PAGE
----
The Precious Present

28 Oct

When did we begin worrying about what will happen next?  When did we pick up the habit of stewing over the past?  It seems that our mind-body-spirit is highly designed to operate magnificently in the present – and yet I catch myself spending very little time “in the moment.”  Pause and try this small exercise:

  • Close your eyes
  • Breathe in and out slowly and fully using your diaphragm
  • Notice what’s around you – the sounds, smells, temperature, your body parts

Do this for a minute or two and come back to read more.  Do it now.

Did you experience a calmness, perhaps a hint of joy? Do you feel stronger and more capable?  This is the blessing of the precious present.  Your entire being thrives on the present.  We miss the blessing of “now” when we spend time in the past and churn about the future.  Now is where life exists, in the breathing in and breathing out, in the awareness of yourself and your surroundings, in the ease of being.

The value of past experiences are that they already are data points for making choices in the present.  The value of anticipation is that you may better prepare for what may come.

The downside of focusing on past experiences and future churn is that you generate fear that you are not capable or that you will not be prepared.  Trust yourself, be present and your whole being will be function brilliantly – whatever the challenge.

cat stuffed in small box (1)

When I worry, I put my potential in a small box. I pre-define a set of options, usually unpleasant ones in which I fail or am caught short-handed.  When I do that, I may miss ways to succeed through my strengths.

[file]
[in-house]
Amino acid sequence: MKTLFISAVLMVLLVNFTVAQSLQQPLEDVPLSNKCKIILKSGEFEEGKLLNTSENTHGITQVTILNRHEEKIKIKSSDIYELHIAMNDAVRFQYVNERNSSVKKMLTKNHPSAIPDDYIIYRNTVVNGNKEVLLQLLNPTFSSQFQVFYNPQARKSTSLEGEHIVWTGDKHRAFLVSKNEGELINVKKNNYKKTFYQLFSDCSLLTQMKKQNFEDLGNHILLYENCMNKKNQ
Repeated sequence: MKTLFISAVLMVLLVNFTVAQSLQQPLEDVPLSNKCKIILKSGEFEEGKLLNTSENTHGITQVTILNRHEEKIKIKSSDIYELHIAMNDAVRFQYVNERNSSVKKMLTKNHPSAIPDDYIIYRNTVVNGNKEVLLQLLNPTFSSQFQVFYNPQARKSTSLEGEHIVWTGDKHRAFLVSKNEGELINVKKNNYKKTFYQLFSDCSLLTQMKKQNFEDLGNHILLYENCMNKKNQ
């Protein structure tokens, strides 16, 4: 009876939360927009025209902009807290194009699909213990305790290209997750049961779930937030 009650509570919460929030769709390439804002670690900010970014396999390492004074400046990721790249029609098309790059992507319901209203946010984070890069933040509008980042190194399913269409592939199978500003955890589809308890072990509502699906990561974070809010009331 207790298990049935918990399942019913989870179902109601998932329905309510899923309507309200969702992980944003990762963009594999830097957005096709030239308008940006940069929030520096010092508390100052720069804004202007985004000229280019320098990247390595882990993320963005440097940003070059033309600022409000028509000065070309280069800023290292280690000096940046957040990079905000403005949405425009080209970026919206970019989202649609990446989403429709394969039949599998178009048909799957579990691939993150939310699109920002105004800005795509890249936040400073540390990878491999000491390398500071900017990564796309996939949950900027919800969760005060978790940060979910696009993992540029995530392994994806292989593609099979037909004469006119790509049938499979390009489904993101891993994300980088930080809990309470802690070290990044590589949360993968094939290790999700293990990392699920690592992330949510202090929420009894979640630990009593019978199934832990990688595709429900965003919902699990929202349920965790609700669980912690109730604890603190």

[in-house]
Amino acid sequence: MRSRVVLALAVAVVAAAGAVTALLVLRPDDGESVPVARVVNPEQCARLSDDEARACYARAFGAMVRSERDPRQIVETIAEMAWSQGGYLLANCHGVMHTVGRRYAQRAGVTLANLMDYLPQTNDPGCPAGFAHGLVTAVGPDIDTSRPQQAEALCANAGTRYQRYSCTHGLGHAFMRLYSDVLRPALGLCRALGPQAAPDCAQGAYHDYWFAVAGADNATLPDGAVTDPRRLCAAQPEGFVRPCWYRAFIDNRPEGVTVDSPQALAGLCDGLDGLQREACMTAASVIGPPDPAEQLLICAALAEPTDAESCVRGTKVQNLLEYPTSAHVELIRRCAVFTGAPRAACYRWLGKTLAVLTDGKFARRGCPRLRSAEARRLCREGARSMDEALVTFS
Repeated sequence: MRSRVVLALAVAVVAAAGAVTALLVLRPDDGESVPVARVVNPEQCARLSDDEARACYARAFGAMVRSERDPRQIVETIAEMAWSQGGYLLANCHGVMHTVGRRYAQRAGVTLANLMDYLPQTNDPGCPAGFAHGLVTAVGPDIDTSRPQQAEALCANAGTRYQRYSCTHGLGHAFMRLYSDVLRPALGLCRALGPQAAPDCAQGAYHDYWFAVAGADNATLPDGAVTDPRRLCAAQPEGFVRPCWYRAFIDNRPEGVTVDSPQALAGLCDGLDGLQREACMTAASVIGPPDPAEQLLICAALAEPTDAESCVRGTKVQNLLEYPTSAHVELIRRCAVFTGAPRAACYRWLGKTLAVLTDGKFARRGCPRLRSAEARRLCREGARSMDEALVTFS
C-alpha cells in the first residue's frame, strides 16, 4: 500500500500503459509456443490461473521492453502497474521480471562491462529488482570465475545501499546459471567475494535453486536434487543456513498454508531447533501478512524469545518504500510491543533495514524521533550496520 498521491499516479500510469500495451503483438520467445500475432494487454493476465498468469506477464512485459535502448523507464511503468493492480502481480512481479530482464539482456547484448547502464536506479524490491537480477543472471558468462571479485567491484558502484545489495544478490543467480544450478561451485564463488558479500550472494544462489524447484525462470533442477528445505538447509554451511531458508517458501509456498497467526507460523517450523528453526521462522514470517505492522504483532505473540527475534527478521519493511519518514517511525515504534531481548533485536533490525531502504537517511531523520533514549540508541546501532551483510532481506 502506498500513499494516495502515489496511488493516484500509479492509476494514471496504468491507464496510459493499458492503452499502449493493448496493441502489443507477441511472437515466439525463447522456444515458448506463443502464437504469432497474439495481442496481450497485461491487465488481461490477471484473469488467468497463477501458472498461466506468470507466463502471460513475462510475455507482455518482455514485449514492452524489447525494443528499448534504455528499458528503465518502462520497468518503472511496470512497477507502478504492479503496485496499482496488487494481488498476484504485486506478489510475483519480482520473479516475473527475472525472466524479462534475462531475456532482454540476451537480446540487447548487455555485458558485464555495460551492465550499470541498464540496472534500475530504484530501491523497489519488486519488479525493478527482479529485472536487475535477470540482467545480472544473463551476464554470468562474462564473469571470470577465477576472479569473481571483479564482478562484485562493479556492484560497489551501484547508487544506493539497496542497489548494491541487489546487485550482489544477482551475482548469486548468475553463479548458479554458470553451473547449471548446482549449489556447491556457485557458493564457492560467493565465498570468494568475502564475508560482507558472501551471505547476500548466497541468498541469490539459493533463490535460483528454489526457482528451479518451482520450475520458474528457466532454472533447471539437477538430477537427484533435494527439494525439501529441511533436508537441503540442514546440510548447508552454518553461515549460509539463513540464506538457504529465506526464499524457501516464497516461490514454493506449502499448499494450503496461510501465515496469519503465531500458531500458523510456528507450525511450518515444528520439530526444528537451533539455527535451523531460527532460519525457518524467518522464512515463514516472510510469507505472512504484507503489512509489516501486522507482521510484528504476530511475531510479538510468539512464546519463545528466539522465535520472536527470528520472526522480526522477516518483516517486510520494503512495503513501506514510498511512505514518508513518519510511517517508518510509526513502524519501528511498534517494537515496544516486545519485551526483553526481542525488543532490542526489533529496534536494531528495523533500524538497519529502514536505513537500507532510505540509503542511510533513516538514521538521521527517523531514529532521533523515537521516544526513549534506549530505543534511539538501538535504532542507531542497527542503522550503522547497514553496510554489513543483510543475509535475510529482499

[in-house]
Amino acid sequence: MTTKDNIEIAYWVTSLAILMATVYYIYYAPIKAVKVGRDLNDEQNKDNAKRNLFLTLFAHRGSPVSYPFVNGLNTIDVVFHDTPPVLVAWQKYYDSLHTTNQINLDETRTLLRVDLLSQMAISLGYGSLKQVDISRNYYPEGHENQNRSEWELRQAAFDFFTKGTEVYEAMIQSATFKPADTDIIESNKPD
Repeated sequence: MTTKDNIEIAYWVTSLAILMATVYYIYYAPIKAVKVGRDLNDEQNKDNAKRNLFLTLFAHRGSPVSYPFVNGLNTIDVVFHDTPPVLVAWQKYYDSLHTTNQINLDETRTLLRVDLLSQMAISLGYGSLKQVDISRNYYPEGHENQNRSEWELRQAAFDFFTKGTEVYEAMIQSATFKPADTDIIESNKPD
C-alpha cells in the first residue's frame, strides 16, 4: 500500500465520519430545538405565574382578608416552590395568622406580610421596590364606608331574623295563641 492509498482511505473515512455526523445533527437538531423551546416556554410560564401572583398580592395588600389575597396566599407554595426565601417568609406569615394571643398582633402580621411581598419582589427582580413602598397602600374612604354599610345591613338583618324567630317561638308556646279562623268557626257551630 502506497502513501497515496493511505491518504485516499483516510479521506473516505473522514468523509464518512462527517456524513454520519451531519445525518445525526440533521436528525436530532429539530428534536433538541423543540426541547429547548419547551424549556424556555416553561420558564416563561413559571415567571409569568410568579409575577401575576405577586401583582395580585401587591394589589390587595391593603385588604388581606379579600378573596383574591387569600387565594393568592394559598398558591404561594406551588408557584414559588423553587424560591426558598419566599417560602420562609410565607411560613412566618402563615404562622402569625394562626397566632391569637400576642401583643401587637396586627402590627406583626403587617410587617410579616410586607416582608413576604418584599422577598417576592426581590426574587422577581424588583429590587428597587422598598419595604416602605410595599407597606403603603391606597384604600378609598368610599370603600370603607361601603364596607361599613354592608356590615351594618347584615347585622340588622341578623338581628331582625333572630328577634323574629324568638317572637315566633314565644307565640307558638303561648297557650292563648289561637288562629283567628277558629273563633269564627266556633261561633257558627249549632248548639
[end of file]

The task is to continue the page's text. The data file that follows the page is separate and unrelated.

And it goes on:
For a story that adds color and poignancy to this simple idea, try Spencer Johnson’s The Precious Present.


Back to School

4 Sep

After 30 some years, I am going back to school – beginning graduate studies this month for a masters in Organizational Leadership. Wow!  Suddenly, all the feelings and associations that September brought me as a child and teen re-surface.  I wonder whether I’ll like my classmates, the teacher, the courses.  Will I be inspired or frustrated?  Will my life experience add value in class discussions?  Will the younger students have techno-advantage in using the e-textbooks, chat rooms, etc?

How amusing that, for all we mature, our child-like qualities – positive and negative – awaken and influence us.  How do we make that a good thing?  I plan to selectively call forth some of the most positive characteristics of my youthful student days:

  • Believe that I can.  Returning to the magic time of kindergarten when I believed that I could sing, dance, clown, leap, and make magic.  I will believe that I will be a leader and valuable contributor in my classes.
  • Believe in my teachers.  In six grade, I believed that my teacher, Miss Donovan knew EVERYTHING! Later, in college and continuing ed, I became more cautious and challenging.  I’m going to give respect and high expectations to my graduate professors – I will likely learn lots more with that attitude.